|Unit||Imperial Japanese Army Air Force|
|Place||Asia: Malaysia, Labuan|
|Physical description||Copper, Enamel, Metal, Solder|
|Date made||c 1941|
Second World War, 1939-1945
Tachikawa Ki-54c 'Hickory' aircraft oil and pressure shock absorber plate : Warrant Officer L A Pearce, RAAF
Ki-54C aircraft plate. Rectangular copper metal plate slightly curved with Japanese kanji figures both stamped and embossed into the front surfaces. Within the front surface is a rectangular shaped black enamel painted area with a thin black enamel line around the outside. There are small remnants of the retaining solder still existent on parts of the outside edge.
The Tachikawa Ki-54c was a twin-engined light transport and communication aircraft used by the Imperial Japanese Army during the Second World War. The Ki-54 was assigned the codename 'Hickory' by the Allies and by this name it is better known. The transport version of the 'Hickory', known as the Ki-54c was flown by two aircrew and equipped with eight passenger seats in the cabin. Other versions of the 'Hickory' were used for training for aircrew and anti-submarine warfare during the war. As a crew trainer and light transport, the Ki-54 was one of the most successful Japanese aircraft of the war. A total of 1,368 Ki-54s were built by Tachikawa between 1940 and 1945.
This particular manufacturers plate is originally from the shock absorber assembly of a Tachikawa made Ki-54c 'Hickory' transport plane of the 10th Independent Air Brigade, Imperial Japanese Army which carried the Japanese Borneo land forces surrender delegation to Labuan, Borneo on 10 September 1945.
The senior officer of the surrendering delegation was Lieutenant General Masao Baba, Commander of the Japanese 37th Army and Supreme Commander of Japanese forces in Borneo. There are several high quality images of this aircraft and its historically significant last war time flight with General Baba within the National Collection. In several of the images it can been seen that the aircraft was finished in a mottled green paint scheme over the original natural metal finish as a means of camouflage. Prominent white crosses had been hand painted by the surrendering Japanese in numerous locations such as the wings and fuselage as per instructions given by the Allies that all Japanese combat aircraft were to have their infamous red circle 'hinomaru' or rising sun markings over painted with large white or green crosses. On the tail of the aircraft were the distinctive unit markings of the Imperial Japanese Army 10th Dokuritsu Hikodan Shireibu (10th Independant Air Brigade). In a common practice of Imperial Japanese Army Air units, the unit markings represent the number '10'. During the course of the Second World War a total of 1,368 Ki-54 'Hickory' aircraft of various sub-types were built between 1940-45. The 'Hickory' was a popular, effective and versatile training, transport and communications aircraft of the Imperial Japanese Army.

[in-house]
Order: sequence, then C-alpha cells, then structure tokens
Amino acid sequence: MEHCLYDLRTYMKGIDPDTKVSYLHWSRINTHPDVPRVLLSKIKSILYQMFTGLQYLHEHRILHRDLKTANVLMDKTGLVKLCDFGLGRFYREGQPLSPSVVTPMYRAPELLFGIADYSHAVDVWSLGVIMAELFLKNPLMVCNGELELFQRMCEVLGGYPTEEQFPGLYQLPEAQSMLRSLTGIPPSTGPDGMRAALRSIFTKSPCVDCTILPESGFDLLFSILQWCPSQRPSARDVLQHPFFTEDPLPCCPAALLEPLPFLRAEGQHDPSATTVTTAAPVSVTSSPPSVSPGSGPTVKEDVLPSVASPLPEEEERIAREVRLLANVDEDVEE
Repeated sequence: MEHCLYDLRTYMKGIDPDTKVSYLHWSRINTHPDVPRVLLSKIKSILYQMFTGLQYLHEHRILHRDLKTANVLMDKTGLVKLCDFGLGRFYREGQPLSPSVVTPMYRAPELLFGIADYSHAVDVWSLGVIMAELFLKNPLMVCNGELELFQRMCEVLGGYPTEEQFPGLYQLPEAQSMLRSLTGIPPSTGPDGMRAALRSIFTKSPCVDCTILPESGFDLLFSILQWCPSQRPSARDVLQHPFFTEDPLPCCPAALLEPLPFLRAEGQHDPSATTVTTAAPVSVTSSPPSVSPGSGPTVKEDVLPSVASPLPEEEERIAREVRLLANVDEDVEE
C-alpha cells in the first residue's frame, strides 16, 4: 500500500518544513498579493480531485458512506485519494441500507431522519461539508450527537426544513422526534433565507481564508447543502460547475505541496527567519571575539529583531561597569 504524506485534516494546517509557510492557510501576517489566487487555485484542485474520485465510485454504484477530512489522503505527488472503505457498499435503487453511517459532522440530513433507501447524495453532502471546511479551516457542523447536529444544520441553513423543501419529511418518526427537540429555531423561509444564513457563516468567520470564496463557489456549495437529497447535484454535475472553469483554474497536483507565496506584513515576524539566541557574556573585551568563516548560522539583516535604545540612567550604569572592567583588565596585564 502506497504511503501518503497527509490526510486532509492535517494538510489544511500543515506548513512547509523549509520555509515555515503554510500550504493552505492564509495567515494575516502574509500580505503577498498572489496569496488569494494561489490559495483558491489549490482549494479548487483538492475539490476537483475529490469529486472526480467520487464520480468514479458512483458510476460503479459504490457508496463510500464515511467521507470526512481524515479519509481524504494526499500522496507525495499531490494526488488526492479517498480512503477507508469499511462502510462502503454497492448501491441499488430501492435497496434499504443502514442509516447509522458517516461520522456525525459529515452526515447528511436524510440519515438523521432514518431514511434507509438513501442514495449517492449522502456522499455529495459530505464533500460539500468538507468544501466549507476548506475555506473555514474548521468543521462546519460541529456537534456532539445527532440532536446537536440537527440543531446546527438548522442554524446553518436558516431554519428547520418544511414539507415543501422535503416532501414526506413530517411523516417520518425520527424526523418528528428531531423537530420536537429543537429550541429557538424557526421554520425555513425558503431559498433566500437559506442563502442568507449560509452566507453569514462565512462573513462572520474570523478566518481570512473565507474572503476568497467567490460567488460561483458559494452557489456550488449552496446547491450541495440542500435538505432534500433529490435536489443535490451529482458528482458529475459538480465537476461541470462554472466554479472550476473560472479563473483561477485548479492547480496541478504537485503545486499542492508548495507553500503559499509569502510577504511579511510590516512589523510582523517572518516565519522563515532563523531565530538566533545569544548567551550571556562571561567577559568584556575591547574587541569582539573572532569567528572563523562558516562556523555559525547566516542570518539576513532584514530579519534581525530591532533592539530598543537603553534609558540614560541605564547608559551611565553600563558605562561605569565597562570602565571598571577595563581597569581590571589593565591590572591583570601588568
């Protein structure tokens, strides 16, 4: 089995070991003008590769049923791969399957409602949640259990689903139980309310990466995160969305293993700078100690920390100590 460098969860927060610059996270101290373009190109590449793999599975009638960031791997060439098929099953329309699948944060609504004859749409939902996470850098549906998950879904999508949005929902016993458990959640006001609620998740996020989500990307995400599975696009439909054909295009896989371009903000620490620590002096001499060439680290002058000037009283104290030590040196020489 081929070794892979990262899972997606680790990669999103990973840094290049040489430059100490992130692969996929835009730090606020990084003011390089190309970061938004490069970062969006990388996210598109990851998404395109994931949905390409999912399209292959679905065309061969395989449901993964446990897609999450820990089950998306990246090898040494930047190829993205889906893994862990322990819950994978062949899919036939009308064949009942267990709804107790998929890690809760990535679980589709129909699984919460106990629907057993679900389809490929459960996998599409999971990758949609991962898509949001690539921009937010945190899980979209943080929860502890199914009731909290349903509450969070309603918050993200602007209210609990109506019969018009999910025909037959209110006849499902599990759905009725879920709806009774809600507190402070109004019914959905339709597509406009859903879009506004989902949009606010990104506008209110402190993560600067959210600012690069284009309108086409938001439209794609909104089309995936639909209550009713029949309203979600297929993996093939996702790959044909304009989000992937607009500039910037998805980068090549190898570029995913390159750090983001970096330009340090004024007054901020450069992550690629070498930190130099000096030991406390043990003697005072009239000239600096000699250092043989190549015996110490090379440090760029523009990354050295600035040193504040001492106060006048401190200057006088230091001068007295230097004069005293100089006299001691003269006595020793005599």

The label was translated by Memorial staff and reads: 'Mitsubishi type oil and air pressure shock absorber, Production No.4119, Production date 16 July 1941, Inspection seal, Weight 21.3kg, Okamoto Industry Co'. Of note is that the weight mentioned is likely to be the amount of pressure that this particular shock absorber can take rather than the weight of the shock absorber itself.
The particular plate was removed from the 'Hickory' whilst it was at Labuan along with a plate from the other shock absorber on the other landing gear by 300276 Warrant Officer Leonard Anthony Pearce of Brunswick, Vic. Pearce enlisted in the RAAF in Laverton, Vic, on 1 December 1931. Pearce had several postings within the RAAF with various units including 1 and 21 Squadrons and time as an instructor based at the Melbourne Showgrounds. In 1945 he was posted to Borneo and served in Labuan and Morotai before returning to Australia where he was discharged on 21 December 1945.